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Patient gives physician a hug
by Lisa Greene on Wednesday March 2, 2016
At Rehabilitation Reunion, Victories Large and Small

Physical therapist Steve Wesenhagen greets Juanita Martinez Gomez as former patients and the rehabilitation staff at Tampa General Hospital hold a reunion lunch.
Physical therapist Steve Wesenhagen greets
Juanita Martinez Gomez as former patients and the rehabilitation
staff at Tampa General Hospital hold a reunion lunch.

Linda Crowley used to ski and ice skate.
 
Yet when she arrived at Tampa General, the Lakeland resident couldn’t even wiggle her left thumb. A series of strokes in October 2014 paralyzed her entire left side.
 
On Tuesday, Crowley, 61, strode up to the lectern at Tampa General’s Rehabilitation Reunion party. The days when she found it “exhausting just getting up out of that wheelchair” were long behind her.
 
“I’m very proud to be here standing, talking, eating,” she told the group. “I dressed myself today. I’m very proud of that.”
 
Crowley, several other former patients, and their therapists, nurses and health care teams took time to celebrate such victories Tuesday. Some of those are large: Crowley can skate and ski again. Some are smaller. She can open jars.
 
“I can cook,” she joked. “I can burn food again.”
 

Tampa General Hospital speech therapist Lisa Stanley, left, sees former patient Ryan Mertens, 25, and his mom Jordan Mertens at the Rehabilitation Reunion.
Tampa General Hospital speech therapist Lisa Stanley,
left, sees former patient Ryan Mertens, 25, and his mom
Jordan Mertens at the Rehabilitation Reunion.

Deana Nelson, executive vice president and chief operating officer at Tampa General, thanked the patients for returning.
 
“This is a big inspiration for us when we get to see you again,” Nelson said. “Of all the work that patients have to do, being in rehab is the hardest…We want to recognize that and thank you for the effort that you put into this.”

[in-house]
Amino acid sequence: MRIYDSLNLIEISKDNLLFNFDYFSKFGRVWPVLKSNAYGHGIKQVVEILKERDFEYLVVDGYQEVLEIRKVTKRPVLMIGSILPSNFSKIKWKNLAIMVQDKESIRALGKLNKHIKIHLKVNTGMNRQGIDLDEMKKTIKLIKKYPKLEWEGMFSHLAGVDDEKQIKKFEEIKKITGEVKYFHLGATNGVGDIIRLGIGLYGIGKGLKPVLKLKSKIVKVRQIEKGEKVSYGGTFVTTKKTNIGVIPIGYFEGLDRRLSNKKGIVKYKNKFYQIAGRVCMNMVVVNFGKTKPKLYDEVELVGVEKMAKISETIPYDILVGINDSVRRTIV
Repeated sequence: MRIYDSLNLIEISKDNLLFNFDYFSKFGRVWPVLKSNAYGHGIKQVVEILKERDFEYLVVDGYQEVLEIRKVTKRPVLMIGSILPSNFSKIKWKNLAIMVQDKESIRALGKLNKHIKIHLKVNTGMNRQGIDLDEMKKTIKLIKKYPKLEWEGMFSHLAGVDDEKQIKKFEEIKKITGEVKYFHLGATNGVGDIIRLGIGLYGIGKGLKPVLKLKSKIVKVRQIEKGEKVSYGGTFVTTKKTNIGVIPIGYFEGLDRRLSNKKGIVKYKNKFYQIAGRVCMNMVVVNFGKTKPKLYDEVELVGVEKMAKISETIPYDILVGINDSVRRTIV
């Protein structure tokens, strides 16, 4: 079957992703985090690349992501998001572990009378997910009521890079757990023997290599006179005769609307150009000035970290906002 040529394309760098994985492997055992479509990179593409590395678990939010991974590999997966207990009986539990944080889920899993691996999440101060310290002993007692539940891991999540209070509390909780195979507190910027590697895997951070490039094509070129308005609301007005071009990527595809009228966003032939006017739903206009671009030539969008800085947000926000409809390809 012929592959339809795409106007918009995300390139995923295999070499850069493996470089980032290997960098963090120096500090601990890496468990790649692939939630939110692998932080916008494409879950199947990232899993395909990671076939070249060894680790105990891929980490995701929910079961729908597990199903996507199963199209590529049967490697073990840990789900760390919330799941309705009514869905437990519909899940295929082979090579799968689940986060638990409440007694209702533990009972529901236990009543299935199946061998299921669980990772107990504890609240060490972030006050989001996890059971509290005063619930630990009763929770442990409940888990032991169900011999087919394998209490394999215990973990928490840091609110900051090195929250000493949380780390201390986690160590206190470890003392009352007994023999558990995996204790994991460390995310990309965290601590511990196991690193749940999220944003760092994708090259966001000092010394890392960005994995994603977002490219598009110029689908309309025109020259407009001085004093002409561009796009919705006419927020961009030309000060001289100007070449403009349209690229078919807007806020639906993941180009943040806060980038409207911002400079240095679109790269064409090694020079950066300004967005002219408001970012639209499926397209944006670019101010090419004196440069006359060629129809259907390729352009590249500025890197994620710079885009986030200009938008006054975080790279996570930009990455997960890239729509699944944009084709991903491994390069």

One of those putting in that effort was Ryan Mertens, a Palm Harbor resident who arrived at Tampa General last summer aboard an air ambulance. A California motorcycle accident left the 25-year-old in a coma with a traumatic brain injury and collapsed lungs. Doctors told his parents it was unlikely he would  survive – and if he did, he would never recover enough to go through rehabilitation.
 
Mertens couldn’t walk when he arrived at TGH, and had spoken only a few words since the wreck. Thirty-six days later, he walked out on his own.
 
“Work hard,” he advised patients. “Have faith. Listen to your therapist. But just work hard every day.”

– Photos by Daniel Wallace, Tampa General Hospital News.

 
Clinical nurse Christina Pham hugs former patient Charlie Roederer at the reunion lunch.
Clinical nurse Christina Pham hugs former patient Charlie Roederer at the reunion lunch.

Dr. Venerando Batas talks to former patient Virginia Sue Mansker at the Rehabilitation Reunion.
Dr. Venerando Batas talks to former patient Virginia Sue Mansker at the Rehabilitation Reunion.

Physical Therapist Lauren Lindiakos, left, and occupational therapist Lisa Clark talk to former patient Fred Plumb at the Rehabilitation Reunion.
Physical Therapist Lauren Lindiakos, left, and occupational therapist Lisa Clark talk to former patient Fred Plumb at
the Rehabilitation Reunion.